When a president takes office, he or she swears to "preserve, protect and defend the Constitution of the United States." The Constitution gives the president the following foreign policy responsibilities:
- Making treaties with other countries, with Senate approval
- Receiving foreign heads of state
- Commanding the U.S. armed forces, as well as any state militias under federal control
Domestically, the president is responsible for:
- Making sure that the U.S. laws are enforced
- Appointing public officers, such as Supreme Court judges
- Issuing criminal pardons
- Proposing bills to Congress
- Presenting a State of the Union
In addition, the president can convene or adjourn Congress as necessary. He or she also has the power of veto over Congress' decisions. Presidential terms run for four years, and the 22nd Amendment limits a president to two terms. The president is paid for his or her efforts and can be impeached for serious crimes.
The president's inauguration speech outlines his or her vision for the nation, and the president spends much of his or her time in office working to bring this vision to fruition. He or she does so by proposing legislative action and by convincing Congress and the general public to support the presidential agenda. If Congress doesn't support the president's aims, he or she may need to negotiate, compromise or offer additional funding (also called "pork") in order to compensate members of Congress for their votes. The president can also appeal to the voters, asking them to pressure their representatives to vote in favor of his or her propositions. The president is assisted in formulating and presenting policy by the Cabinet and by various governmental and quasi-governmental agencies, as well as his or her personal staff.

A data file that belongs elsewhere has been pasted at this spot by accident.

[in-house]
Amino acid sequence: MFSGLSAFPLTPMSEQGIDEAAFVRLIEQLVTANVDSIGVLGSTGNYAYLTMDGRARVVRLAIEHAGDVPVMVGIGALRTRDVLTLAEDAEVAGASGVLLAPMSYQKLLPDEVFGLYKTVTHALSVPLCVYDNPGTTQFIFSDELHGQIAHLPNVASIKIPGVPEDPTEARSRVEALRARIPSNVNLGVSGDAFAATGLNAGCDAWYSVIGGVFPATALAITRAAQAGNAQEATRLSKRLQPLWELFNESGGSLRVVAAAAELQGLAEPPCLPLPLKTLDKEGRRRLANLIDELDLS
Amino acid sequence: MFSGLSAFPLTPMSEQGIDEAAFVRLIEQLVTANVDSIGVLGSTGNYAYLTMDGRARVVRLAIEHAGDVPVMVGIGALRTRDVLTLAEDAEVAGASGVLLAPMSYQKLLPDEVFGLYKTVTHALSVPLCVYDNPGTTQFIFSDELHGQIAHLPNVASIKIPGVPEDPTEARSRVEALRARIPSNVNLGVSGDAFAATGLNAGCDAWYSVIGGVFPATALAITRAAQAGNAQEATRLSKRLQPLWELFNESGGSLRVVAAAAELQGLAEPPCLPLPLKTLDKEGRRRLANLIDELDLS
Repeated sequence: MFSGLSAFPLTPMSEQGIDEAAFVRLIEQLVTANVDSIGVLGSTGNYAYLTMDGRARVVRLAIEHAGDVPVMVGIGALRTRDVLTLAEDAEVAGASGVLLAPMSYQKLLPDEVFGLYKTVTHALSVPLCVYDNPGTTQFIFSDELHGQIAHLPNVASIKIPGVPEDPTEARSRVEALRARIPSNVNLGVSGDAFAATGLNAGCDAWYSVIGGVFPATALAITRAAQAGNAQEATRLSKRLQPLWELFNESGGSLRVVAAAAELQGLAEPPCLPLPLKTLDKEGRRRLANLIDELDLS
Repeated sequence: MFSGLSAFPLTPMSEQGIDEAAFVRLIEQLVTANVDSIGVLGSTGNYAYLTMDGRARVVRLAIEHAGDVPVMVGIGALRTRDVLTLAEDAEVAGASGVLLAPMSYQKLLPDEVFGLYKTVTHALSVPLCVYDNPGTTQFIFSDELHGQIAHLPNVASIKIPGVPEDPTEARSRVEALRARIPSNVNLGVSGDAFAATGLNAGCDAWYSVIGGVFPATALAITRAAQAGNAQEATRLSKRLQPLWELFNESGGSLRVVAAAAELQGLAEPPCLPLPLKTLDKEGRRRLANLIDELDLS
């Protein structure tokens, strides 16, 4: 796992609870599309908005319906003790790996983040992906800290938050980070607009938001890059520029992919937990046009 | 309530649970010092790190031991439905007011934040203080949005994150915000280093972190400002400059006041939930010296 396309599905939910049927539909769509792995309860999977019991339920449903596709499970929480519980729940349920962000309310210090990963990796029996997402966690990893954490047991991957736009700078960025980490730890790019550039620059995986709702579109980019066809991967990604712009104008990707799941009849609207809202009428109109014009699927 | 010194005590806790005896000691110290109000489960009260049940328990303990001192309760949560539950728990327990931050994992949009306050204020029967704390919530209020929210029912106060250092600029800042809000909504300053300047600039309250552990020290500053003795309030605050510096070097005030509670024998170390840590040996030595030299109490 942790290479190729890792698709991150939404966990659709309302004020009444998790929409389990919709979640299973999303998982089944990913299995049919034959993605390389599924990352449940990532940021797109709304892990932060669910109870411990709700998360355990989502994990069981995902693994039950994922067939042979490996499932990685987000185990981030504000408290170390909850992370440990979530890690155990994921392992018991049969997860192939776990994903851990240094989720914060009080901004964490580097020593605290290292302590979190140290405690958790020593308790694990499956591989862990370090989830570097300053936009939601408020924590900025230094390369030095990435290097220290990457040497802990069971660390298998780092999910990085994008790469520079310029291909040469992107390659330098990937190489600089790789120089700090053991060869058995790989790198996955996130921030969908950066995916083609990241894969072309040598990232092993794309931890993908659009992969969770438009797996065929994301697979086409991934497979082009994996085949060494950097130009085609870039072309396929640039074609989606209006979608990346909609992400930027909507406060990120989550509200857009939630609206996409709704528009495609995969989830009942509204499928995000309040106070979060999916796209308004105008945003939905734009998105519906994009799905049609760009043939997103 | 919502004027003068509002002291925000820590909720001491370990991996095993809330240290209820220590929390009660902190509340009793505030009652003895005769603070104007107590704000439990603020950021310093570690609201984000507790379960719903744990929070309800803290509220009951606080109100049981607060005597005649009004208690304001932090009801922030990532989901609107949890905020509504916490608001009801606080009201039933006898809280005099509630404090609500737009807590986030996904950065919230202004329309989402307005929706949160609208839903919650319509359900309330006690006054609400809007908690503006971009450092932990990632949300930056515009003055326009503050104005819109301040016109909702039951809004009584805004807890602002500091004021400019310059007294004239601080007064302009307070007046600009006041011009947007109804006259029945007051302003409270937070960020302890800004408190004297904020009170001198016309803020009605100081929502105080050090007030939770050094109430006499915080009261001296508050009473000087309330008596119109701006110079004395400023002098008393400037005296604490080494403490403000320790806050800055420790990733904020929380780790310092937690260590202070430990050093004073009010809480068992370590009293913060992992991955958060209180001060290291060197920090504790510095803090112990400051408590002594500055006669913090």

The Constitution states that one of the foremost jobs of the president is to ensure that the laws of the country are followed. Various regulatory bodies, such as the Department of Labor, the Securities and Exchange Commission (SEC) and the Federal Trade Commission, oversee the application of federal laws in particular sectors of industry and society, working under the authority of the president. The president may, if necessary, create new organizations for this purpose. For example, President Woodrow Wilson established the Department of Labor to ensure that minimum wages and child-labor laws were being enforced.
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